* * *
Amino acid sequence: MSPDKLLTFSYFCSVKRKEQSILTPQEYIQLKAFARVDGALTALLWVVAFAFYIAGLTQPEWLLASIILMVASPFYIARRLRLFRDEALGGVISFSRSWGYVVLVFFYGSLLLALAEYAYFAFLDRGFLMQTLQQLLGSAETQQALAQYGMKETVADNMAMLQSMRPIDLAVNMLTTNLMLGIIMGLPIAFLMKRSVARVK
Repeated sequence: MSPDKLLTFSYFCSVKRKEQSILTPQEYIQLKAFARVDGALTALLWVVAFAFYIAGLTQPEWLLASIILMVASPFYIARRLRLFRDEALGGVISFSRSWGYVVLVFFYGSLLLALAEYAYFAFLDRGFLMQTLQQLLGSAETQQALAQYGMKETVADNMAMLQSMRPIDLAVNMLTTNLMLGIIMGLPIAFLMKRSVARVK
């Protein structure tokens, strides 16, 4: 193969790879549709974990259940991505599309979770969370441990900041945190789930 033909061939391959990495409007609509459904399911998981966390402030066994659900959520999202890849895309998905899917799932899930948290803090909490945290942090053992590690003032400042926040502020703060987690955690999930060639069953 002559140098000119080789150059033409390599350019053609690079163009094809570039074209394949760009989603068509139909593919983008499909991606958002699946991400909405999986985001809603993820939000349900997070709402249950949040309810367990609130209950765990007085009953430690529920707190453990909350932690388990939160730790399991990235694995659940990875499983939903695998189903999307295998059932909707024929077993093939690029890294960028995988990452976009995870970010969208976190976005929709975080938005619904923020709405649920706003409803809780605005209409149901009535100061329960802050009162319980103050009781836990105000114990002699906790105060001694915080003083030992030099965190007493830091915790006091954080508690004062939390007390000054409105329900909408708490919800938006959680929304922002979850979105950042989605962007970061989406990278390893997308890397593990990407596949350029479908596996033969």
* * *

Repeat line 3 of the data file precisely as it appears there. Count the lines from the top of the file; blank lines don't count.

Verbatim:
């Protein structure tokens, strides 16, 4: 193969790879549709974990259940991505599309979770969370441990900041945190789930 033909061939391959990495409007609509459904399911998981966390402030066994659900959520999202890849895309998905899917799932899930948290803090909490945290942090053992590690003032400042926040502020703060987690955690999930060639069953 002559140098000119080789150059033409390599350019053609690079163009094809570039074209394949760009989603068509139909593919983008499909991606958002699946991400909405999986985001809603993820939000349900997070709402249950949040309810367990609130209950765990007085009953430690529920707190453990909350932690388990939160730790399991990235694995659940990875499983939903695998189903999307295998059932909707024929077993093939690029890294960028995988990452976009995870970010969208976190976005929709975080938005619904923020709405649920706003409803809780605005209409149901009535100061329960802050009162319980103050009781836990105000114990002699906790105060001694915080003083030992030099965190007493830091915790006091954080508690004062939390007390000054409105329900909408708490919800938006959680929304922002979850979105950042989605962007970061989406990278390893997308890397593990990407596949350029479908596996033969």